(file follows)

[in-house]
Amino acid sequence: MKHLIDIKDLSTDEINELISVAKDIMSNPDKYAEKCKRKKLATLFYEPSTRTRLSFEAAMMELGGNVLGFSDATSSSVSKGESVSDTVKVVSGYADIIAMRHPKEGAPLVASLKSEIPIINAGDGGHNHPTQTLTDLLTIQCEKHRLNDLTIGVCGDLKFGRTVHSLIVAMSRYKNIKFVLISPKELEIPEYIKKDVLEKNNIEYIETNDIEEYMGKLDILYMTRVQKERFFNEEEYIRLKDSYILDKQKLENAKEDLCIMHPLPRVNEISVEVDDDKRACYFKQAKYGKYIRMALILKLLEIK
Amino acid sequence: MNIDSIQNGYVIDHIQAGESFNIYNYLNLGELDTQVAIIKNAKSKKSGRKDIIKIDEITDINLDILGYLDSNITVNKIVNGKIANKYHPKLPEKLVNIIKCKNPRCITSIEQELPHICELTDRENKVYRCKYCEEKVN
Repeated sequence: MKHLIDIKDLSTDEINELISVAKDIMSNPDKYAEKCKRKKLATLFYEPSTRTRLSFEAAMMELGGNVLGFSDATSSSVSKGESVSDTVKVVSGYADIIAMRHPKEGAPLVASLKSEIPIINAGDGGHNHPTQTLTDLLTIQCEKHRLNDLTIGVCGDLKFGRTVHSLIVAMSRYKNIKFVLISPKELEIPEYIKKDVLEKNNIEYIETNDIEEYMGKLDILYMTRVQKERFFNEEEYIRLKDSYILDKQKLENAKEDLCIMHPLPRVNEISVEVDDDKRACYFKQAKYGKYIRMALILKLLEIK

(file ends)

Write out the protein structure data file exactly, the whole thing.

[in-house]
Amino acid sequence: MKHLIDIKDLSTDEINELISVAKDIMSNPDKYAEKCKRKKLATLFYEPSTRTRLSFEAAMMELGGNVLGFSDATSSSVSKGESVSDTVKVVSGYADIIAMRHPKEGAPLVASLKSEIPIINAGDGGHNHPTQTLTDLLTIQCEKHRLNDLTIGVCGDLKFGRTVHSLIVAMSRYKNIKFVLISPKELEIPEYIKKDVLEKNNIEYIETNDIEEYMGKLDILYMTRVQKERFFNEEEYIRLKDSYILDKQKLENAKEDLCIMHPLPRVNEISVEVDDDKRACYFKQAKYGKYIRMALILKLLEIK
Amino acid sequence: MNIDSIQNGYVIDHIQAGESFNIYNYLNLGELDTQVAIIKNAKSKKSGRKDIIKIDEITDINLDILGYLDSNITVNKIVNGKIANKYHPKLPEKLVNIIKCKNPRCITSIEQELPHICELTDRENKVYRCKYCEEKVN
Repeated sequence: MKHLIDIKDLSTDEINELISVAKDIMSNPDKYAEKCKRKKLATLFYEPSTRTRLSFEAAMMELGGNVLGFSDATSSSVSKGESVSDTVKVVSGYADIIAMRHPKEGAPLVASLKSEIPIINAGDGGHNHPTQTLTDLLTIQCEKHRLNDLTIGVCGDLKFGRTVHSLIVAMSRYKNIKFVLISPKELEIPEYIKKDVLEKNNIEYIETNDIEEYMGKLDILYMTRVQKERFFNEEEYIRLKDSYILDKQKLENAKEDLCIMHPLPRVNEISVEVDDDKRACYFKQAKYGKYIRMALILKLLEIK